.......................................................................... 32 A Matter of Perspective .................................................................................. 28 Close-Ups Tell the Story! ................................ 34 Make ’Em Suffer .......................................... 14 CHAPTER 2 The Video Storyteller ............. 32 We Are All Liars and Cheats ....................................................... 19 Exclude... xiv CHAPTER 1 The Shooter’s Point of View ................ 15 Changing Times and Budgets ............................... 20 Backgrounds Tell the Real Story ...........................................Contents vii ACKNOWLEDGMENTS ................ 22 The Law of Thirds .................................................... 30 Attack Close-Ups Obliquely ................................................................................................................................................................................................................................... 38 ................................................. 18 Put a Frame Around the World........................... 12 Still a Penalty for Being a Rotten Shooter .. Exclude...................7 Learning the Discipline ......... 25 Evoking Pain .....................6 Wearing Many Hats Now ...................................................................................................................................... xiii ONLINE RESOURCES FOR VIDEO SHOOTER ............................................................................................................................................................. 37 Just Not Too Much ........................................................................................................................................ 35 Obscure.................. 25 Embrace the Theory ................................................................. 31 The Power of Eyeline...................................................... 15 Telling a Good Story ................................... Conceal ............................... Exclude ............. Story........... 10 Everybody is a Shooter Now ......................................................15 My First Taste.............................................................................. 17 Go Ahead! You Can Exceed 108%..................................................................................................................................................................................4 The Right Tool for the Job ................................................................................................................................1 Story................4 No More Chasing Rainbows ................................................................ Story ........................................ 27 Overshooting as an Occupational Hazard ........................................... 21 Box-Girder Bridges Anyone? .... Hide................... 23 The Golden Rectangle .......... 13 You Have the Power ................................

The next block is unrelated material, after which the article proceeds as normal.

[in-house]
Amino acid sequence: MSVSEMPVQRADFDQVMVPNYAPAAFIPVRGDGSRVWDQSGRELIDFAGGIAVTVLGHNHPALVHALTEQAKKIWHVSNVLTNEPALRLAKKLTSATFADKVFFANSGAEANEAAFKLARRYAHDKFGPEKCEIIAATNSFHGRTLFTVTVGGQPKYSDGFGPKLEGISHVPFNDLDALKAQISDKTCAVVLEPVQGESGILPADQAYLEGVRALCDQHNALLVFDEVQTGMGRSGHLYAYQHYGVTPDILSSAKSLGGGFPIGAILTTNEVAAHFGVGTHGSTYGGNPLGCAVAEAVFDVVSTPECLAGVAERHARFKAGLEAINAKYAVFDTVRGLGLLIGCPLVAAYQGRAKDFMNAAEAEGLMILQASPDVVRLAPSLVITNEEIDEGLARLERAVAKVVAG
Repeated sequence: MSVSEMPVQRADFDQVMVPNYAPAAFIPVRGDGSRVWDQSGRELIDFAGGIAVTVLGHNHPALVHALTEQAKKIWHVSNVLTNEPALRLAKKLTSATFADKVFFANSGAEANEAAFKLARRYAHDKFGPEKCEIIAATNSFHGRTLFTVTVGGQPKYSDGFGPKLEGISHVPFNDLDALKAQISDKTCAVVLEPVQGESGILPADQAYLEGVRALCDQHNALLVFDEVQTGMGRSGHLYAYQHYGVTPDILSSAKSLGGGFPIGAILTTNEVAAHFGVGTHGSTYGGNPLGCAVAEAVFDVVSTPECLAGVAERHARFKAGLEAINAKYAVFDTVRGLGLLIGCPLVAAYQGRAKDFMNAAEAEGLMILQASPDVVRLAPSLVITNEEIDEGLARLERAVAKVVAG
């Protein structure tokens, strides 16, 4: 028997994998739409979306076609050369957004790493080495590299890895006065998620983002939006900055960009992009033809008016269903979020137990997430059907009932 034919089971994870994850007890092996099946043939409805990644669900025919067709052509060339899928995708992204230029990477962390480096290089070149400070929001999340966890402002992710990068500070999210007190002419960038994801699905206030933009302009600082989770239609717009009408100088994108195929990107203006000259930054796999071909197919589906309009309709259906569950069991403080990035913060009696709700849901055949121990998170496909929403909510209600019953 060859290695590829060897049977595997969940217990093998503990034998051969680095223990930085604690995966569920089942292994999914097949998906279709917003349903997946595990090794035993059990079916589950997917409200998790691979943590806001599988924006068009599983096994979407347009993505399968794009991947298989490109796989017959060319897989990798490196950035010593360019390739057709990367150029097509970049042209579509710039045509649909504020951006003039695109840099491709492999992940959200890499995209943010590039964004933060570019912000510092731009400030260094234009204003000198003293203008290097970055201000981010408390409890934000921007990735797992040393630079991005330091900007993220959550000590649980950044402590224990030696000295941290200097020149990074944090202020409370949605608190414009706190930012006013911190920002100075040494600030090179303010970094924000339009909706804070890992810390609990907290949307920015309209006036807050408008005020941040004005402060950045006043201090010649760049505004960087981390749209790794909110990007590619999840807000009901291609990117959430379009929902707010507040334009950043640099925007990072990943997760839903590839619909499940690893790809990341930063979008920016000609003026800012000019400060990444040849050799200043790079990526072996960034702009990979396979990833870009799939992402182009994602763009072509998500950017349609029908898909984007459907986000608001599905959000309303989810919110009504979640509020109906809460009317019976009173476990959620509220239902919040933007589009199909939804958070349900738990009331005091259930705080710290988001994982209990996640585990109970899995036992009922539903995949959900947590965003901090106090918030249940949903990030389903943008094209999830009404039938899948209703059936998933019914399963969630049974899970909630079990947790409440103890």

..................... 60 You Don’t Miss What You Can’t See........... 61 Interframe Versus Intraframe Compression ................................................................................................................................................................................................... 41 For Different Reasons ........... 52 A Bit of Knowledge........... 70 CHAPTER 4 The World in High Definition...................viii Contents Know Your Genre and Make Sure Your Audience Knows!.................................49 When the Technical Matters ........ 46 No Shopping! ....... 50 The Processor in Your Mind .................................................................. 57 For Practical Reasons ............................................................................................................................................................................................................. 63 Pixels in a Grid .... 39 What’s Your Poster Look Like? .............................................................................................................................................. 51 Improving our Digital Recordings .............. 40 Embracing Your Limitations ................................................................. 53 Oversampling: What’s the Point? ............... 44 Watch the Frame Size......................................................................................................................................... 75 Framing the Argument ............................................ 76 Selecting a Frame Rate ........ 50 The Technical Nature of the World....................................................................... 59 It’s Irrelevant? ........................... 42 Limit Your Canvas...................................................................... 80 ........... Redundancy ...................................... 55 Hue Shifts in Shadows.................................. 40 Know Your Log Line...................................................................... 47 CHAPTER 3 The Storyteller’s Box ................................................... 64 The Spatial Offset Ruse ....................... 69 The Resolution Ruse ............. 73 The Helical Scan on the Wall ....................................................................................................................................................................................... 45 You Shoot............................................................................................................. 43 Shoot the Magic Hour ... 43 Respect Your Camera’s Dynamic Range ...... 61 The Imager and You ....................................................................................................................... 42 Your Comparative Advantage ........................................... Therefore You Are ....................................................... 67 Size Matters – Sort of ......................................................................................................................................................... 58 Redundancy.... 47 Working with the Ego-Crazed and Other Difficult People............................. 51 Let’s Have an Analog Experience .............73 Too Many Choices?.................................... 65 CCD Versus CMOS/Analog Versus Digital ................................................................................................................ 56 Compression: Why Is It Necessary? .................................